Ozone (O3) is a key constituent of the troposphere.
Photochemical and chemical reactions involving it drive many of the chemical processes that occur in the atmosphere by day and by night.
At abnormally high concentrations brought about by man's activities (largely the combustion of fossil fuel), it is a pollutant, a constituent of smog.
Many highly energetic reactions produce it, ranging from combustion to photocopying.
Often laser printers will have a smell of ozone, which in high concentrations is toxic.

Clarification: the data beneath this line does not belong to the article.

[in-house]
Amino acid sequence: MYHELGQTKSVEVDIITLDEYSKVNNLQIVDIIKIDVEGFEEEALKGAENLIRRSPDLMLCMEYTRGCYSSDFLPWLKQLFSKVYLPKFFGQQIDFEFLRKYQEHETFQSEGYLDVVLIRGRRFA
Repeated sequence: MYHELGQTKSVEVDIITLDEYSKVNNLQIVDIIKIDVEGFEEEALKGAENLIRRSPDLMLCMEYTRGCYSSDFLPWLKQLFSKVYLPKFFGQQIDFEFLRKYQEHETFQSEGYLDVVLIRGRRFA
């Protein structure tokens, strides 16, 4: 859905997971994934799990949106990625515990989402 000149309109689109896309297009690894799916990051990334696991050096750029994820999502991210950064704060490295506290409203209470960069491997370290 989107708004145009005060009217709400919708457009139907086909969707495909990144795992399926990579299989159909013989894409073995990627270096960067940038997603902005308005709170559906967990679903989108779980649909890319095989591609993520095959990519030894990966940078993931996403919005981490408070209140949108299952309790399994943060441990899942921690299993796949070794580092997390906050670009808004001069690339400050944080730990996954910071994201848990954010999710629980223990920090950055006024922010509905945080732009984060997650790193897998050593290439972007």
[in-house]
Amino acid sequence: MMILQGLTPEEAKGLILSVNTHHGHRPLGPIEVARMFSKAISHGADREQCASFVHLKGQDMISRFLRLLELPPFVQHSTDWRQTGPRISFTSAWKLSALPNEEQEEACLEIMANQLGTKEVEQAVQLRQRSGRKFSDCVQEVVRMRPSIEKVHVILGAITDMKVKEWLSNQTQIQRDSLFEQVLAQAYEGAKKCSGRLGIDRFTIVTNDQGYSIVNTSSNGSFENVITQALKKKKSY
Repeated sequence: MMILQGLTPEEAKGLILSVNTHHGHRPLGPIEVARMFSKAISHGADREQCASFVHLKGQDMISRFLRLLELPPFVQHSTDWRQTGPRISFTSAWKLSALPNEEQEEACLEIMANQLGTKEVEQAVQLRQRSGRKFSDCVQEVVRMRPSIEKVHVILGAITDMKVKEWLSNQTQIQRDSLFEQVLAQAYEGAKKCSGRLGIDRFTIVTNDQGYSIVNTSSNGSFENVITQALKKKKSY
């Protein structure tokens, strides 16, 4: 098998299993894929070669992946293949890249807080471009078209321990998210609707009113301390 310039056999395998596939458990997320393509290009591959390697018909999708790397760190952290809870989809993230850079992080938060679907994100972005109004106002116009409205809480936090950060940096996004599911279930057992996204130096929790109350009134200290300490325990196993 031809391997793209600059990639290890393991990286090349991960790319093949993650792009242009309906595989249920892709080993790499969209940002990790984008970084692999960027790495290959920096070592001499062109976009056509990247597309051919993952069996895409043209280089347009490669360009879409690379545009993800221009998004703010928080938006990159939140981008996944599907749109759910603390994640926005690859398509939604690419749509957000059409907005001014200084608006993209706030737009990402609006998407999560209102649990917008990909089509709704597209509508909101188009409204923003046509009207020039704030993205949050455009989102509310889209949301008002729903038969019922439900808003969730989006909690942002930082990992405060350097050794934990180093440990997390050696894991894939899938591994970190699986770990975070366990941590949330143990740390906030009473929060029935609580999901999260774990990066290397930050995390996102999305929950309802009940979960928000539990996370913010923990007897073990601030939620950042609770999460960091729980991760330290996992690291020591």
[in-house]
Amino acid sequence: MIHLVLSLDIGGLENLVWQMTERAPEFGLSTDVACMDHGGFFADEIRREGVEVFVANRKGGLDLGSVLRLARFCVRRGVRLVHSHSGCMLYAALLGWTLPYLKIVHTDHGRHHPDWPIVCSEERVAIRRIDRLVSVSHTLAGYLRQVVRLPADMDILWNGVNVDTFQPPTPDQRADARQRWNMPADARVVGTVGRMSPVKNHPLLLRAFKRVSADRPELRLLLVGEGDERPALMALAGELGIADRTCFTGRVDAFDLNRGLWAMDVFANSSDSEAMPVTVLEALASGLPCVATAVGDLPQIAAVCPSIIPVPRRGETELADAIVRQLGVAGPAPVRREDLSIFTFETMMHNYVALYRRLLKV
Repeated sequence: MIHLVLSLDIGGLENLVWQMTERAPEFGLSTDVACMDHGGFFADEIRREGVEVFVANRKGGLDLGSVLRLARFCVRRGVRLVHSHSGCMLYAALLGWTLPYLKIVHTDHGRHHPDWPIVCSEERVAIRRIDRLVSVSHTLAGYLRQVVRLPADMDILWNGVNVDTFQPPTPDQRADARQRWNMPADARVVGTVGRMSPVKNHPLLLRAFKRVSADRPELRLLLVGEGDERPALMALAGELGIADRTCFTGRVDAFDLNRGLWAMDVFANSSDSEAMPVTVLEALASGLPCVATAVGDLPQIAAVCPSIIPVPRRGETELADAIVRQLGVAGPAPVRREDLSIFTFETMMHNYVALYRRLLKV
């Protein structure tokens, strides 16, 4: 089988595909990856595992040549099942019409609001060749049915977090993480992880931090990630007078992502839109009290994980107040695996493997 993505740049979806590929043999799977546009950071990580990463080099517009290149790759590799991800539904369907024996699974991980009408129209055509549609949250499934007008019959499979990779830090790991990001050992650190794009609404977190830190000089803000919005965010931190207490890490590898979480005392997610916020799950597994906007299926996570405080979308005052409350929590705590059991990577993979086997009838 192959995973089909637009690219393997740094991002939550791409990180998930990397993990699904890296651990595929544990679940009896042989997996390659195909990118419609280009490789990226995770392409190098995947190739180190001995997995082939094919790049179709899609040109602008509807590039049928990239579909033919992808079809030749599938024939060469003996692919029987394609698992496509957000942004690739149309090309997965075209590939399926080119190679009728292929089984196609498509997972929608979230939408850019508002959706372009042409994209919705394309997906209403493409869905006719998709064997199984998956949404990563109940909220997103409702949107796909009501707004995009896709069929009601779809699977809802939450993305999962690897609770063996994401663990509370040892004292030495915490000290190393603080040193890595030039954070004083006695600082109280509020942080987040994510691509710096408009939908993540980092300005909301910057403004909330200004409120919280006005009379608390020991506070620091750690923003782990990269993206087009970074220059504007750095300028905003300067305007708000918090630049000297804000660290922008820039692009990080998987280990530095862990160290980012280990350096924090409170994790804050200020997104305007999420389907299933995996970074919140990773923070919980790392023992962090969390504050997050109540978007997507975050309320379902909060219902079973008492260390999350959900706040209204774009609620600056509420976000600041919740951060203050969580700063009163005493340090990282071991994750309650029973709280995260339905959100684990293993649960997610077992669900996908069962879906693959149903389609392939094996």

Ozone is a powerful oxidizing agent readily reacting with other chemical compounds to make many possibly toxic oxides.
The majority of tropospheric ozone formation occurs when nitrogen oxides (NOx), carbon monoxide (CO) and volatile organic compounds (VOCs), such as xylene, react in the atmosphere in the presence of sunlight.
NOx and VOCs are called ozone precursors.
Motor vehicle exhaust, industrial emissions, and chemical solvents are the major anthropogenic sources of these chemicals.
For more information about the topic Tropospheric ozone, read the full article at Wikipedia.org, or see the following related articles:
Editor's Note: This article is not intended to provide medical advice, diagnosis or treatment.
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